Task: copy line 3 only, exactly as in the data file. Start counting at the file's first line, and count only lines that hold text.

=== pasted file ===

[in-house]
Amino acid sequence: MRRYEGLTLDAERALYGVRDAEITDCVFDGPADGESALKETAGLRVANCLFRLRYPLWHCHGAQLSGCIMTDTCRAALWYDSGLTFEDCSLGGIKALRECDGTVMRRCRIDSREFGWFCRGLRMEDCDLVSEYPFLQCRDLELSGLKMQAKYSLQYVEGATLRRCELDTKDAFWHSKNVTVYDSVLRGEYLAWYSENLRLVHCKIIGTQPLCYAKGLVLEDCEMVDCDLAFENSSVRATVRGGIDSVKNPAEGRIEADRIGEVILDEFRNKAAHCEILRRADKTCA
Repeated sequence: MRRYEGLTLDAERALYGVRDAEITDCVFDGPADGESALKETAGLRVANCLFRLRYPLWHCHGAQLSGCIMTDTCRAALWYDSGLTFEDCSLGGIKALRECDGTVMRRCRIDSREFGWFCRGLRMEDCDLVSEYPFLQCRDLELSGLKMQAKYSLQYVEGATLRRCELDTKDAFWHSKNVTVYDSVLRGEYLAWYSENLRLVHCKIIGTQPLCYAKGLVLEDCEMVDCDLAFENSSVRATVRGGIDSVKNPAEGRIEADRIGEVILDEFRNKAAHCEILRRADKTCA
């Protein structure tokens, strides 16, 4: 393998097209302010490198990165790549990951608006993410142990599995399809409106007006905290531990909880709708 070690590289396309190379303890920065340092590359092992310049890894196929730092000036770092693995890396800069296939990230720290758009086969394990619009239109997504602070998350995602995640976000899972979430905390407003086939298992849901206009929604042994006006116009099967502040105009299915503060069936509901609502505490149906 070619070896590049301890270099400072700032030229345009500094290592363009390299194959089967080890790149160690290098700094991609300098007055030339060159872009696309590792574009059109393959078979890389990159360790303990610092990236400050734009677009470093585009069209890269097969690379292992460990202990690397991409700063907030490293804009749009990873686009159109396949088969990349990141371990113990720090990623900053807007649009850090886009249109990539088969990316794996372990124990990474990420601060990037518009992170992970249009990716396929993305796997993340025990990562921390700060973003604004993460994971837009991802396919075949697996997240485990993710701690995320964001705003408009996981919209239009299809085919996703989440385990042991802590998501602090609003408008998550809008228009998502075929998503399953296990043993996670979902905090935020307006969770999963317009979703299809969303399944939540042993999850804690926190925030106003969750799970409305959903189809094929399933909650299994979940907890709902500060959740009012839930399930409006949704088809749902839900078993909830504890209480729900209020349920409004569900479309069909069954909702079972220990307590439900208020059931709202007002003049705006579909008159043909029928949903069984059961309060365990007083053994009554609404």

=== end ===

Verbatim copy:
Repeated sequence: MRRYEGLTLDAERALYGVRDAEITDCVFDGPADGESALKETAGLRVANCLFRLRYPLWHCHGAQLSGCIMTDTCRAALWYDSGLTFEDCSLGGIKALRECDGTVMRRCRIDSREFGWFCRGLRMEDCDLVSEYPFLQCRDLELSGLKMQAKYSLQYVEGATLRRCELDTKDAFWHSKNVTVYDSVLRGEYLAWYSENLRLVHCKIIGTQPLCYAKGLVLEDCEMVDCDLAFENSSVRATVRGGIDSVKNPAEGRIEADRIGEVILDEFRNKAAHCEILRRADKTCA